It is characteristic of Cicero that he demonstrates this point by using examples of patriotic and unpatriotic behaviour among their Roman forebears. His example of a bad person who his friends ought to have abandoned is the reformer Tiberius Gracchus.

To excuse oneself for committing a misdemeanour on the grounds that it was done for the sake of a friend is entirely unacceptable. Such an excuse is no justification for any offence whatever, and least of all for offences against our country. (12)

This is the peg for a lengthy digression on how Gracchus led a number of followers astray, into populist, crowd-pleasing policies (the redistribution of land to Rome’s poor) which led to street violence and serious schisms in the Roman political class. And this itself leads onto references to leaders who turned against their own countries, Coriolanus the Roman and Themistocles the Greek. And all this to make the rather obvious point that one shouldn’t let friendship lead you into treason and betrayal.

It is, on the face of it, an odd digression, but a vivid reminder of the highly embattled worldview which underpinned Cicero’s patriotic conservatism. Throughout his life, in all his writings, he acts on the belief that the Republic is in mortal danger which explains why he has Laelius say at one point: ‘I am no less concerned for what the condition of the commonwealth will be after my death, than I am for its condition today.’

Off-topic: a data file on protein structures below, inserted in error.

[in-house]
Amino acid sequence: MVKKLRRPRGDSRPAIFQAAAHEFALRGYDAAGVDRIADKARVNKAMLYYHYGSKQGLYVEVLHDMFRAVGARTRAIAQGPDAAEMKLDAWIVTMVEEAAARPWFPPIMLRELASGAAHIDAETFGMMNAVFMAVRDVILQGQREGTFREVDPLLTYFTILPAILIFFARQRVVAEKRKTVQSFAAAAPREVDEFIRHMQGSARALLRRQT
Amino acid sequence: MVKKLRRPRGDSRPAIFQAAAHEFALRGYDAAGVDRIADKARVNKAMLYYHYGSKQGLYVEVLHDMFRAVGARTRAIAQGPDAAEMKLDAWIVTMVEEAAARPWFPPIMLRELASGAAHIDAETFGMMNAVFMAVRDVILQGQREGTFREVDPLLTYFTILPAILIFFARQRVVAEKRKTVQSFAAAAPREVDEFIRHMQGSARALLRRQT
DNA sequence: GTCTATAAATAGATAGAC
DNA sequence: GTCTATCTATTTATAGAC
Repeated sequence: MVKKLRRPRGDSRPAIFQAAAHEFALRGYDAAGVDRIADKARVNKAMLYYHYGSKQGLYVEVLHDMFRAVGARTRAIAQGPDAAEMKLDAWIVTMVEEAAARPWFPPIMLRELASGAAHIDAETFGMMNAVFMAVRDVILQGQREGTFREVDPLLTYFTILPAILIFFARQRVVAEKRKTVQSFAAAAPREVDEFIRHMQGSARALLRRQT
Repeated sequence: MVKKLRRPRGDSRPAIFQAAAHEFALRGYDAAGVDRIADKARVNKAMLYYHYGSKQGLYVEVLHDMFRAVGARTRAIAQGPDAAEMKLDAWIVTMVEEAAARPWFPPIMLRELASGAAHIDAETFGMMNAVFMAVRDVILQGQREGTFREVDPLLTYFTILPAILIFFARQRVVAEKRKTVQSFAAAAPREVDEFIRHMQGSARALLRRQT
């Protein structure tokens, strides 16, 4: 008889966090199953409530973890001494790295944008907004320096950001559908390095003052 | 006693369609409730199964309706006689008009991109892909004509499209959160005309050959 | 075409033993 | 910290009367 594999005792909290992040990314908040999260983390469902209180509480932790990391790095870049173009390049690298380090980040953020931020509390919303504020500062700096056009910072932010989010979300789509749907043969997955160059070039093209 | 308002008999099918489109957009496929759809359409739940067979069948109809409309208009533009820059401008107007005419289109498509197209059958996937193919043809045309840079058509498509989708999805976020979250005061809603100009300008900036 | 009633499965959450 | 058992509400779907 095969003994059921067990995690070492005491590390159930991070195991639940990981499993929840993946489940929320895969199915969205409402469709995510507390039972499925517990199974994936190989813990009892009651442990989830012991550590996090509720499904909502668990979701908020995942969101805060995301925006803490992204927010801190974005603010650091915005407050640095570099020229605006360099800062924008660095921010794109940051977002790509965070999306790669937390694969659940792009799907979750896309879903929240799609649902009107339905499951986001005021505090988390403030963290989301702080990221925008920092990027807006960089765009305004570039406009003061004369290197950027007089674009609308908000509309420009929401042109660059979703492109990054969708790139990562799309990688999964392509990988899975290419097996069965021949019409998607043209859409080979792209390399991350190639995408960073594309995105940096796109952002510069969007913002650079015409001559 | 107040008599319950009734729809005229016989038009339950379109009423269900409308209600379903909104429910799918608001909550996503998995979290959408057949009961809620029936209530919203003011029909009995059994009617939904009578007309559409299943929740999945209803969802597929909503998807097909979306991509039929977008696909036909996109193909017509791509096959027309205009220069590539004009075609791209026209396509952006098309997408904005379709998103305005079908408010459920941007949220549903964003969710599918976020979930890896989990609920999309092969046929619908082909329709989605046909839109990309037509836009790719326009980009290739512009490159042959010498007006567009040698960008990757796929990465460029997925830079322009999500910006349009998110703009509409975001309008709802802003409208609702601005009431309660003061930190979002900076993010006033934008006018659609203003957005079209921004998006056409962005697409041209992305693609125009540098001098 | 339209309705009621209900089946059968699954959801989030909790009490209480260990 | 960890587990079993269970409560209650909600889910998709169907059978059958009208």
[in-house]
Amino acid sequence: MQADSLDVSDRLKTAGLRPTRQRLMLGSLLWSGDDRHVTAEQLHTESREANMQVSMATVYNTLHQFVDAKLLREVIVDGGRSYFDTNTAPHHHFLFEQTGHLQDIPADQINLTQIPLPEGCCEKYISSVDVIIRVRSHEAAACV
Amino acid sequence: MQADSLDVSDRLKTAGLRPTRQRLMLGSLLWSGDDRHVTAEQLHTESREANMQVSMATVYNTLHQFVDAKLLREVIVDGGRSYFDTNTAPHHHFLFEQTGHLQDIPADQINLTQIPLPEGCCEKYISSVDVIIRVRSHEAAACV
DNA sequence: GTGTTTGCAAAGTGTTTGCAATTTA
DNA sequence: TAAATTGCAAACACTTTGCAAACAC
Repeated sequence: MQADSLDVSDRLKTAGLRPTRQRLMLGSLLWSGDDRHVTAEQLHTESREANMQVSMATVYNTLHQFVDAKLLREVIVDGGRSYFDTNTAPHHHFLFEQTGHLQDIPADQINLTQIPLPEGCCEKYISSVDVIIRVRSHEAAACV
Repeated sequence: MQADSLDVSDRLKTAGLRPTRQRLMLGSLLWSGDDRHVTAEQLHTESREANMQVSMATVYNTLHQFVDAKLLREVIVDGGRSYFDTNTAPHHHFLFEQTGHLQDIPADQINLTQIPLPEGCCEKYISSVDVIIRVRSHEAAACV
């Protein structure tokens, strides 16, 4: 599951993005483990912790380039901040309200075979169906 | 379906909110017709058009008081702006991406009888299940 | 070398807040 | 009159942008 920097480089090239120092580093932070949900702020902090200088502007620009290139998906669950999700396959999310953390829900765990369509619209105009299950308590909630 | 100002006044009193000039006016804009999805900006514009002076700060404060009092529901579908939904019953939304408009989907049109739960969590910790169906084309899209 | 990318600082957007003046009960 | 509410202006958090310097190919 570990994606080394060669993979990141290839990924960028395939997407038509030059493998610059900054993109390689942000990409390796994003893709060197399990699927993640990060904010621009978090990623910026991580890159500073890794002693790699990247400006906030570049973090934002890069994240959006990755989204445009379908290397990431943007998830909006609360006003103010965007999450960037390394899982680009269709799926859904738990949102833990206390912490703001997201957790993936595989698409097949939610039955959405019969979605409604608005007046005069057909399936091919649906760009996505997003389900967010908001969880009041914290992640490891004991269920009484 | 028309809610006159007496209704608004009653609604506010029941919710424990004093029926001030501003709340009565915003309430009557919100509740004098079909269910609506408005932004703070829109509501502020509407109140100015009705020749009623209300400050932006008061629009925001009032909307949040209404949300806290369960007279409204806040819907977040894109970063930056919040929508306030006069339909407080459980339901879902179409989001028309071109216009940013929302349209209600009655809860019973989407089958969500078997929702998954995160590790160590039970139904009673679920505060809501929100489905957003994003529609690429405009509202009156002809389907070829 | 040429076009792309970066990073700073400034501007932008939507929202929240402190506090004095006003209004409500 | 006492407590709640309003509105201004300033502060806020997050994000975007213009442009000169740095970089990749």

Anti Epicurus

It is just as revealing that the text then moves on from addressing one set of bogeymen (populists and traitors) to another, familiar, enemy – the Epicureans. Laelius is made to attack the Epicurean notion that the Wise Man should hold aloof from all passions and therefore all ties with any other human being.

Cicero has Laelius say that the Epicurean ideal of complete detachment is impossible because any man with values must hurt to see those values breached and trampled and will be prompted by nature to intervene.

Any good act implies involvement, helping someone, charity. It is difficult to imagine a life where we don’t involve ourselves to try and alleviate others’ pain or suffering or discomfort or help their situations. Therefore, even the wisest man cannot possibly avoid feelings.

To remove friendship from our lives just because it might bring us worries would be the greatest mistake.

Friendship is sensitive. It is, by definition, an involvement with another. Precisely insofar as we share our friend’s ups and downs, do we vicariously experience their emotions, of triumph or abjectness. Therefore the Epicurean ideal of non-involvement renders friendship, one of the greatest gifts of the gods, inoperable. So yah boo to Epicureanism.

Rules

The final third of the text more on from the theoretical to suggest some practical rules of friendship: